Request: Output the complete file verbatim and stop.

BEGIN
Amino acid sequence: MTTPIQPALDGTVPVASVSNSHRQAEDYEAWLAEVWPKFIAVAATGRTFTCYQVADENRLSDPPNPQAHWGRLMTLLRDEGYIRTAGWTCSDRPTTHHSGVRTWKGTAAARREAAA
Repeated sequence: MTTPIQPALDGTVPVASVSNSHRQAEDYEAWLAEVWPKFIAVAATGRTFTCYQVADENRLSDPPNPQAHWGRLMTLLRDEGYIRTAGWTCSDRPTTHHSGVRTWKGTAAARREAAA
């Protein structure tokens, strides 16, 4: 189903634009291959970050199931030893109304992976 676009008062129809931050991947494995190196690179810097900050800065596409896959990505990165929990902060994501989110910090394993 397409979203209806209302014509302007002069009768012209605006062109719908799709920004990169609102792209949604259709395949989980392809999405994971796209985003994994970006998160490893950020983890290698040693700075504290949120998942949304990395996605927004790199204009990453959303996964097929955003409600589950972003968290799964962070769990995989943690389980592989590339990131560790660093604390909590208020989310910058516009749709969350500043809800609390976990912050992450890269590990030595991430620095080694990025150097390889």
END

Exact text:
Amino acid sequence: MTTPIQPALDGTVPVASVSNSHRQAEDYEAWLAEVWPKFIAVAATGRTFTCYQVADENRLSDPPNPQAHWGRLMTLLRDEGYIRTAGWTCSDRPTTHHSGVRTWKGTAAARREAAA
Repeated sequence: MTTPIQPALDGTVPVASVSNSHRQAEDYEAWLAEVWPKFIAVAATGRTFTCYQVADENRLSDPPNPQAHWGRLMTLLRDEGYIRTAGWTCSDRPTTHHSGVRTWKGTAAARREAAA
């Protein structure tokens, strides 16, 4: 189903634009291959970050199931030893109304992976 676009008062129809931050991947494995190196690179810097900050800065596409896959990505990165929990902060994501989110910090394993 397409979203209806209302014509302007002069009768012209605006062109719908799709920004990169609102792209949604259709395949989980392809999405994971796209985003994994970006998160490893950020983890290698040693700075504290949120998942949304990395996605927004790199204009990453959303996964097929955003409600589950972003968290799964962070769990995989943690389980592989590339990131560790660093604390909590208020989310910058516009749709969350500043809800609390976990912050992450890269590990030595991430620095080694990025150097390889």